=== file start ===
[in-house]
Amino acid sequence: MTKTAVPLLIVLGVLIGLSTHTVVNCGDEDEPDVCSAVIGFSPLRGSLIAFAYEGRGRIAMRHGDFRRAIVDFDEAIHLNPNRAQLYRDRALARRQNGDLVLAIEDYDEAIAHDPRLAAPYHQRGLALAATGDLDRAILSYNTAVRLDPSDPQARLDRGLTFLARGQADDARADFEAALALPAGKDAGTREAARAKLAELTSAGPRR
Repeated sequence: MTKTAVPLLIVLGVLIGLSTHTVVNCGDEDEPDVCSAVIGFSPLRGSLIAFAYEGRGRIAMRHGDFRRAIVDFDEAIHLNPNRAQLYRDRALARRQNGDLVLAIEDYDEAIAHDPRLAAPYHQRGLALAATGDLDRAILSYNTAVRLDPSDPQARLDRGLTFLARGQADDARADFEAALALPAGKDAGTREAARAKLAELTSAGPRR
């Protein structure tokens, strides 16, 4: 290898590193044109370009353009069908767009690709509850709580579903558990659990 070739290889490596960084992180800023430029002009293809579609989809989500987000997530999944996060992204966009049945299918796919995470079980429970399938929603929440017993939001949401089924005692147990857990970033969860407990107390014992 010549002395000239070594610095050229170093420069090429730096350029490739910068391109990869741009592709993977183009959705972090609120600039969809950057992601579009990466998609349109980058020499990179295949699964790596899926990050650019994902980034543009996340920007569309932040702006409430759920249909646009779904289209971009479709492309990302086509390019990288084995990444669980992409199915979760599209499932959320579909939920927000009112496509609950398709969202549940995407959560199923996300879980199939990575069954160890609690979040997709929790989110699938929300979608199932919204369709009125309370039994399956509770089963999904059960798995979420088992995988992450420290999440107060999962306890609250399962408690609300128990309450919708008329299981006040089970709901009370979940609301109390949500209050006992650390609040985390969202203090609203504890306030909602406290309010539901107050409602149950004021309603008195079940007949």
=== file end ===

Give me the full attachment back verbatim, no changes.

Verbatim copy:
[in-house]
Amino acid sequence: MTKTAVPLLIVLGVLIGLSTHTVVNCGDEDEPDVCSAVIGFSPLRGSLIAFAYEGRGRIAMRHGDFRRAIVDFDEAIHLNPNRAQLYRDRALARRQNGDLVLAIEDYDEAIAHDPRLAAPYHQRGLALAATGDLDRAILSYNTAVRLDPSDPQARLDRGLTFLARGQADDARADFEAALALPAGKDAGTREAARAKLAELTSAGPRR
Repeated sequence: MTKTAVPLLIVLGVLIGLSTHTVVNCGDEDEPDVCSAVIGFSPLRGSLIAFAYEGRGRIAMRHGDFRRAIVDFDEAIHLNPNRAQLYRDRALARRQNGDLVLAIEDYDEAIAHDPRLAAPYHQRGLALAATGDLDRAILSYNTAVRLDPSDPQARLDRGLTFLARGQADDARADFEAALALPAGKDAGTREAARAKLAELTSAGPRR
């Protein structure tokens, strides 16, 4: 290898590193044109370009353009069908767009690709509850709580579903558990659990 070739290889490596960084992180800023430029002009293809579609989809989500987000997530999944996060992204966009049945299918796919995470079980429970399938929603929440017993939001949401089924005692147990857990970033969860407990107390014992 010549002395000239070594610095050229170093420069090429730096350029490739910068391109990869741009592709993977183009959705972090609120600039969809950057992601579009990466998609349109980058020499990179295949699964790596899926990050650019994902980034543009996340920007569309932040702006409430759920249909646009779904289209971009479709492309990302086509390019990288084995990444669980992409199915979760599209499932959320579909939920927000009112496509609950398709969202549940995407959560199923996300879980199939990575069954160890609690979040997709929790989110699938929300979608199932919204369709009125309370039994399956509770089963999904059960798995979420088992995988992450420290999440107060999962306890609250399962408690609300128990309450919708008329299981006040089970709901009370979940609301109390949500209050006992650390609040985390969202203090609203504890306030909602406290309010539901107050409602149950004021309603008195079940007949």